Back To Blog

Bridgewater, Vermont: Entrepreneurial Outpost, Snow-Lover's Secret

Bridgewater, Vermont, 8 miles to the West of Woodstock; that much closer to Killington Resort, has a year-round population of about 1,000 people most of whom you will never see due to the community’s rural character. It comprises 45 square miles of land with old 18th-century tracks, roads and stone fencing still evident throughout its woods and pastures.

The population means more land available, more unobstructed views, more horse trails and more chances to breathe the fresh air, fly high and spread your wings. That's exactly what a number of entrepreneurs have done who have chosen to live -- and create - in Bridgewater.

Once a bustling hub of the sheep and woolen industry along the Ottauquechee River, Bridgewater, Vermont now continues its history with its use of the restored woolen mill. The mill is home to a number of remarkable craftsmen and businesspeople, including internationally renowned furniture maker Charles Shackleton, Miranda Thomas Pottery along with smaller micro-craftspeople such as Fiona Blunden and her Gold Gilding Studio.  The Mill Building also offers Ramunto’s pizza and beer, popular with locals heading home from work or visitors heading home from the slopes. 

 

Just down the road, at Bridgewater Corners, Long Trail brewery, which started in the mill building and is now a vital local employer, hosts thousands of skiers, bikers, tourists who stop by to sample beer, grab a bite to eat and enjoy the Ottauquechee River as it burbles its way East to the Connecticut River.

Long Trail Ale is the top-selling beer in Vermont. And its new Limbo IPA is winning awards even in 2014. Long Trail is one of the original microbrewers in the State, named after the Long Trail, a North-South trail through the Green Mountain National Forest. The Long Trail connects to the Appalachian Trail, the famous outdoor thruway, which happens to go through Bridgewater the surrounding Chateauguay Wilderness and on into Woodstock.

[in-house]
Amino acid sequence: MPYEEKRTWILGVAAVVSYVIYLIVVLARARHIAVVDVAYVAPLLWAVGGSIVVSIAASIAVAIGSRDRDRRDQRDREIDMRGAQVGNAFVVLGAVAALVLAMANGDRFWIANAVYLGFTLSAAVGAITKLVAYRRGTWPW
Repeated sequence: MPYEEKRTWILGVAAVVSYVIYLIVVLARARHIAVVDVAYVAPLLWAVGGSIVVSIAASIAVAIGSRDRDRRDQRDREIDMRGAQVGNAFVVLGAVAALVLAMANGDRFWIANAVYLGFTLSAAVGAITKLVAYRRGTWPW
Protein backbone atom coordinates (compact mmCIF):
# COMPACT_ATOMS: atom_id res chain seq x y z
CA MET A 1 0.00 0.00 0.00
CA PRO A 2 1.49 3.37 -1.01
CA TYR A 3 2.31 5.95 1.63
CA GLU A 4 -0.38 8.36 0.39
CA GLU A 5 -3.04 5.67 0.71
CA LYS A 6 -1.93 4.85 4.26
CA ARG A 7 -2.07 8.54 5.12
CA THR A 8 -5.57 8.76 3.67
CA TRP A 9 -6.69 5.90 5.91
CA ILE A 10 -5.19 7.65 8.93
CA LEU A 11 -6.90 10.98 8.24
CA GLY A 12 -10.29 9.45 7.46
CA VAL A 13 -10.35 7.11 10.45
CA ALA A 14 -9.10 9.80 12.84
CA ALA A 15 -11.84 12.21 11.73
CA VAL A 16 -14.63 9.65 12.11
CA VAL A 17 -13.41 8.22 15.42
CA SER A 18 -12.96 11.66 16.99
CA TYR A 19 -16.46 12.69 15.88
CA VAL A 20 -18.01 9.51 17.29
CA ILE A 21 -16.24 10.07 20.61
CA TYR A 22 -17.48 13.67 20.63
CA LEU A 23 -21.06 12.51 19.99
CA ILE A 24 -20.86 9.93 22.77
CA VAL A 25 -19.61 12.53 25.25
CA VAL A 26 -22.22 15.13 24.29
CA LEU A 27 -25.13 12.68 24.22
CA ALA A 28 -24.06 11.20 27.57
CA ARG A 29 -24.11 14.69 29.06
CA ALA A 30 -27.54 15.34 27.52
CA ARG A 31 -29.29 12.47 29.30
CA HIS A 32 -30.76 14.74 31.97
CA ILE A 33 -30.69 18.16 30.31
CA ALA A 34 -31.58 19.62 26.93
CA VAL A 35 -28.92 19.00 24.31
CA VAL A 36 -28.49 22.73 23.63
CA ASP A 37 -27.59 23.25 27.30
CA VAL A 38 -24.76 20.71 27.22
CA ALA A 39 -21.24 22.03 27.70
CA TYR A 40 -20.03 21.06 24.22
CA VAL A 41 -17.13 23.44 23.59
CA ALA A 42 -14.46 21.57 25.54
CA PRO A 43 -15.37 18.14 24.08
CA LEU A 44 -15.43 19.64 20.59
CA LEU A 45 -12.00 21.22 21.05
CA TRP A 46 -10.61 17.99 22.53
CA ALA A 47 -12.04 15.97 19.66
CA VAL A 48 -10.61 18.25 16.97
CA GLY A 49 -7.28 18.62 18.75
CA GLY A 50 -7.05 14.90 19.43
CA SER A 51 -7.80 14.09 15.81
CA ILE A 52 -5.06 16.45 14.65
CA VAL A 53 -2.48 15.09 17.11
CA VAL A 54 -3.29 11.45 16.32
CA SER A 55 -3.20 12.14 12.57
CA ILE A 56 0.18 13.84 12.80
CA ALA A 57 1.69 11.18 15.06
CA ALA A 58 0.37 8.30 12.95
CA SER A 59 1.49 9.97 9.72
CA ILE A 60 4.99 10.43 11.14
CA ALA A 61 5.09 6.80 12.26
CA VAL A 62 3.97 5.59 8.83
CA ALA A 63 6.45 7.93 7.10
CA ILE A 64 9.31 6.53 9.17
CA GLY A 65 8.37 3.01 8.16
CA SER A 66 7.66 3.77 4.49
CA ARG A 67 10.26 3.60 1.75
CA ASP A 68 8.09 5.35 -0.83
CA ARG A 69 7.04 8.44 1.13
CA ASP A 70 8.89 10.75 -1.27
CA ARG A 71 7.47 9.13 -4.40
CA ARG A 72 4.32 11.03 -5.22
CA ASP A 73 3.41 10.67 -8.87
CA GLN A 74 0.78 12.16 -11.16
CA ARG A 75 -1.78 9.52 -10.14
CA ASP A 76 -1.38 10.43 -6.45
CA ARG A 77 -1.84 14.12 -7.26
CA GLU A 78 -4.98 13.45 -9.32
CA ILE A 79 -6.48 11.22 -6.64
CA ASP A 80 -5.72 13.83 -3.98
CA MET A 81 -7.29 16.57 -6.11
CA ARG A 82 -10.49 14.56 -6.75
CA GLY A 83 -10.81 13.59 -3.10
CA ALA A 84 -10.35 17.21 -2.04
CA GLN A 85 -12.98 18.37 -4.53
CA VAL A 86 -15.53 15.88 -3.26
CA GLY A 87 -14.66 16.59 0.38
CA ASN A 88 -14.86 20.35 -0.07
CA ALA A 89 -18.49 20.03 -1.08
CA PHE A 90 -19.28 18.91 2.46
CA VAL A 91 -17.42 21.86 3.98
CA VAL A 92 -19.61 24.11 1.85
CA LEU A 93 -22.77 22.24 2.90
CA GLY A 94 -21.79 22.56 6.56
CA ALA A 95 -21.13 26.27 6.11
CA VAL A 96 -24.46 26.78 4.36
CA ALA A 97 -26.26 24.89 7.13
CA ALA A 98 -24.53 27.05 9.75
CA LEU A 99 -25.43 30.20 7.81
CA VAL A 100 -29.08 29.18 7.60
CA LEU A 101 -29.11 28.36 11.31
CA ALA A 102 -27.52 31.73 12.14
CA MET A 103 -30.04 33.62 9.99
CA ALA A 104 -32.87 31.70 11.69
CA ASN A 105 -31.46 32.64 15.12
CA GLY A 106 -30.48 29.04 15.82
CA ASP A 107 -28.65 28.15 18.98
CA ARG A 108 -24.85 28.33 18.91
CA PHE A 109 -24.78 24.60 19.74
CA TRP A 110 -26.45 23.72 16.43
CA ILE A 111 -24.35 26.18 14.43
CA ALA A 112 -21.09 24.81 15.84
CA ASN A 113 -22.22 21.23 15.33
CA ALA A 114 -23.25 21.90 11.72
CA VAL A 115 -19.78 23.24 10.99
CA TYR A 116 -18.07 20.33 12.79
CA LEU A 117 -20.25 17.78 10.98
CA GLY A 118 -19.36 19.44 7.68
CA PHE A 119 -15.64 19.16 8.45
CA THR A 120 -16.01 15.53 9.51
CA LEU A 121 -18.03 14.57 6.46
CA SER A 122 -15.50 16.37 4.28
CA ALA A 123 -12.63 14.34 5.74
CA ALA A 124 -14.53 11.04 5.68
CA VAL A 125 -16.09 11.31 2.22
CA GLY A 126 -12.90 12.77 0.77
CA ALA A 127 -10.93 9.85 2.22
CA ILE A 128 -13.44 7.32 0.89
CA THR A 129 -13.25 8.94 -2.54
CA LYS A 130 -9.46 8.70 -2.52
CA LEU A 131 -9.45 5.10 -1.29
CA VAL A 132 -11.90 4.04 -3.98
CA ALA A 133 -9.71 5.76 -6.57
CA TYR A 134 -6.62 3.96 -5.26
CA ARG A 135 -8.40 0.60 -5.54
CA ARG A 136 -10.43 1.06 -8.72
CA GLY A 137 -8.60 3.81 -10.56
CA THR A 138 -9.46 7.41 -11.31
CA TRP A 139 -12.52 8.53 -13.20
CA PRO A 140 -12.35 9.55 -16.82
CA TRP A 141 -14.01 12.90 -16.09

Bridgewater, Vermont also includes one of the most scenic roads in America, often featured in magazine and TV reports, Route 100 /100A offers great bicycle touring and top-down roadster fun. The road less-travelled just happens to be the most beautiful, particularly in fall when the hillsides are ablaze with leaves turning red, orange and gold. 

The October Country Inn in Bridgewater serves as perennial host B&B for those passing through whether by antique car or road bike. Nearby places to stay are also available in Woodstock, including the newer 506 On the River, the latest entry into the local hospitality business.

If you choose to live in Bridgewater, Vermont and own property you can enjoy the convenience of stopping in for last-minute groceries, gas and supplies at the Bridgewater Corners General Store or make your way into Woodstock for movies, performances, library, tennis and golf at the Woodstock Country Club. Heading in the other direction on Route 4 from Bridgewater, Green Mountain National Golf Course is less than a half hour away.

Exceptional properties, horse farms, working farms are available in Bridgewater and many "famous names" have chosen to quietly buy retirement or second-homes here in which they can entertain, quietly create or plan their next venture from a big old style front porch, rocking in a chair with a lemonade, a beer or a more sophisticated cocktail.

And, while not technically in Bridgewater, living here puts you close to those who have made a difference, including one famous name: President Calvin Coolidge, whose birthplace- now a historic site - is just a few minutes away in Plymouth Notch. The traditional values he espoused were much related to the place in which he grew up. It was and is a bucolic place just up and over from Bridgewater, Vermont.

 

Add Comment

Comments are moderated. Please be patient if your comment does not appear immediately. Thank you.

Comments

  1. Gisela on

    I've always been facsinated by color and how people respond to it. I think it's the part of my job that I love the most, and it seems to be the most appreciated from my clients. Choosing colors is alot about a person's sensabilities, but it's also about changing the perceptions and the mood of a space. Nothing does it better than color. fun post!